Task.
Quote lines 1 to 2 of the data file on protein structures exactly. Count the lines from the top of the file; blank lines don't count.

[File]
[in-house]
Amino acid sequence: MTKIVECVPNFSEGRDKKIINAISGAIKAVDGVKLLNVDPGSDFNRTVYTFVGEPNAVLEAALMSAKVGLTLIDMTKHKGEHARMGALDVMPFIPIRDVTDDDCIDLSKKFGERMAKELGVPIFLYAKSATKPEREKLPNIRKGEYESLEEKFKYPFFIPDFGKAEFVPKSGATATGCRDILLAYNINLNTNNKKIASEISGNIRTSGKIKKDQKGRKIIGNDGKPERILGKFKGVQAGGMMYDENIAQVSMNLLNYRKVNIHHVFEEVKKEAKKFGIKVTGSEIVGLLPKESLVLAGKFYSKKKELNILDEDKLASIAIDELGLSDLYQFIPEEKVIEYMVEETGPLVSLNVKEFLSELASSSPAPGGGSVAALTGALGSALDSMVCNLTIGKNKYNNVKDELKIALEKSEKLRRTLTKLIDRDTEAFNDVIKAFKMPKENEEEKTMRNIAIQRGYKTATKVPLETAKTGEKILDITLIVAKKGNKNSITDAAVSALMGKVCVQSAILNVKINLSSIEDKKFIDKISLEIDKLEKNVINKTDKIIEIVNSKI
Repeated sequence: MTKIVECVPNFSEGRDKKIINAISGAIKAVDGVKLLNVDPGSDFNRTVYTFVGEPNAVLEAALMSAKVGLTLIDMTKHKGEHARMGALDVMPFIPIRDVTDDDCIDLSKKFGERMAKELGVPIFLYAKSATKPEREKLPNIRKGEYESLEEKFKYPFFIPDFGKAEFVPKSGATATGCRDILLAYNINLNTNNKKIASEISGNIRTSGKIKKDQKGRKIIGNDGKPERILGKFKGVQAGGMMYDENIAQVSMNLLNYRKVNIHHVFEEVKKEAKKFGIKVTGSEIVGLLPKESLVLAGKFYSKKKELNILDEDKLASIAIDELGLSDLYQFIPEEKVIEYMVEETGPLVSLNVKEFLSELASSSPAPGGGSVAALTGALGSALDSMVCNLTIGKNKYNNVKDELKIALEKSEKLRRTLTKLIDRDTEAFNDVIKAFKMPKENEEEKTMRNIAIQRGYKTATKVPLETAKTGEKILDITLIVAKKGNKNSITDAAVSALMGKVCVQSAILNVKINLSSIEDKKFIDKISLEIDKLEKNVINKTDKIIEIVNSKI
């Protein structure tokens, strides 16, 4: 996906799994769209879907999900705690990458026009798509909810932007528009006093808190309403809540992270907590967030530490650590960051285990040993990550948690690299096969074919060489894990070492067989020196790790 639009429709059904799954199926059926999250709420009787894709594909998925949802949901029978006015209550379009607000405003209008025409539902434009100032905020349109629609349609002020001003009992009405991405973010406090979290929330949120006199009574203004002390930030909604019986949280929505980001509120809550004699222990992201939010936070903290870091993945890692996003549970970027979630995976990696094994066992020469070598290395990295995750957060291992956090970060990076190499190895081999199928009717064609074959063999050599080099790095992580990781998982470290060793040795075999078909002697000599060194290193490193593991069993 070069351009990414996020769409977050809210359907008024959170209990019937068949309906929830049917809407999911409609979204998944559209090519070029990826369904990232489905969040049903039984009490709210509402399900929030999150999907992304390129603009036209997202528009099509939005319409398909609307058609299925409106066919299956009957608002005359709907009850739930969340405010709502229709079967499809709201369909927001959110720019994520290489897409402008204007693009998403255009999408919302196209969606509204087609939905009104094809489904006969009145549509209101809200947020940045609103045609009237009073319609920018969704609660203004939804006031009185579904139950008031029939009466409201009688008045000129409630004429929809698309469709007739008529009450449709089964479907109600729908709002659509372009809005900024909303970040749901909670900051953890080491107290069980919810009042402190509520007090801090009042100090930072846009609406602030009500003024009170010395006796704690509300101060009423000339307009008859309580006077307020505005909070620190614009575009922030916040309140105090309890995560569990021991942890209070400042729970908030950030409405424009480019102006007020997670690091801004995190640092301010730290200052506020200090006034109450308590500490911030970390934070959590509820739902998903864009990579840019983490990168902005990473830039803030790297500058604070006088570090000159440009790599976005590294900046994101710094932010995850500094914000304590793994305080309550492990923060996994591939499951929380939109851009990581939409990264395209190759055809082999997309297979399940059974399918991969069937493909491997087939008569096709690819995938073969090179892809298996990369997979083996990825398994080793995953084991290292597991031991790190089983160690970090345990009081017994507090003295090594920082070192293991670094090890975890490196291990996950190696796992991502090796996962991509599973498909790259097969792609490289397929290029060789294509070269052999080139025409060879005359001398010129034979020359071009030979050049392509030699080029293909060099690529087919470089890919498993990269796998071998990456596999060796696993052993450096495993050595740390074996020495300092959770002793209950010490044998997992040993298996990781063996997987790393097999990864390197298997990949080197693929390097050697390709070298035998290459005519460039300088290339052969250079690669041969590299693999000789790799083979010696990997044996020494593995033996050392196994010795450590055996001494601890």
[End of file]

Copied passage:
[in-house]
Amino acid sequence: MTKIVECVPNFSEGRDKKIINAISGAIKAVDGVKLLNVDPGSDFNRTVYTFVGEPNAVLEAALMSAKVGLTLIDMTKHKGEHARMGALDVMPFIPIRDVTDDDCIDLSKKFGERMAKELGVPIFLYAKSATKPEREKLPNIRKGEYESLEEKFKYPFFIPDFGKAEFVPKSGATATGCRDILLAYNINLNTNNKKIASEISGNIRTSGKIKKDQKGRKIIGNDGKPERILGKFKGVQAGGMMYDENIAQVSMNLLNYRKVNIHHVFEEVKKEAKKFGIKVTGSEIVGLLPKESLVLAGKFYSKKKELNILDEDKLASIAIDELGLSDLYQFIPEEKVIEYMVEETGPLVSLNVKEFLSELASSSPAPGGGSVAALTGALGSALDSMVCNLTIGKNKYNNVKDELKIALEKSEKLRRTLTKLIDRDTEAFNDVIKAFKMPKENEEEKTMRNIAIQRGYKTATKVPLETAKTGEKILDITLIVAKKGNKNSITDAAVSALMGKVCVQSAILNVKINLSSIEDKKFIDKISLEIDKLEKNVINKTDKIIEIVNSKI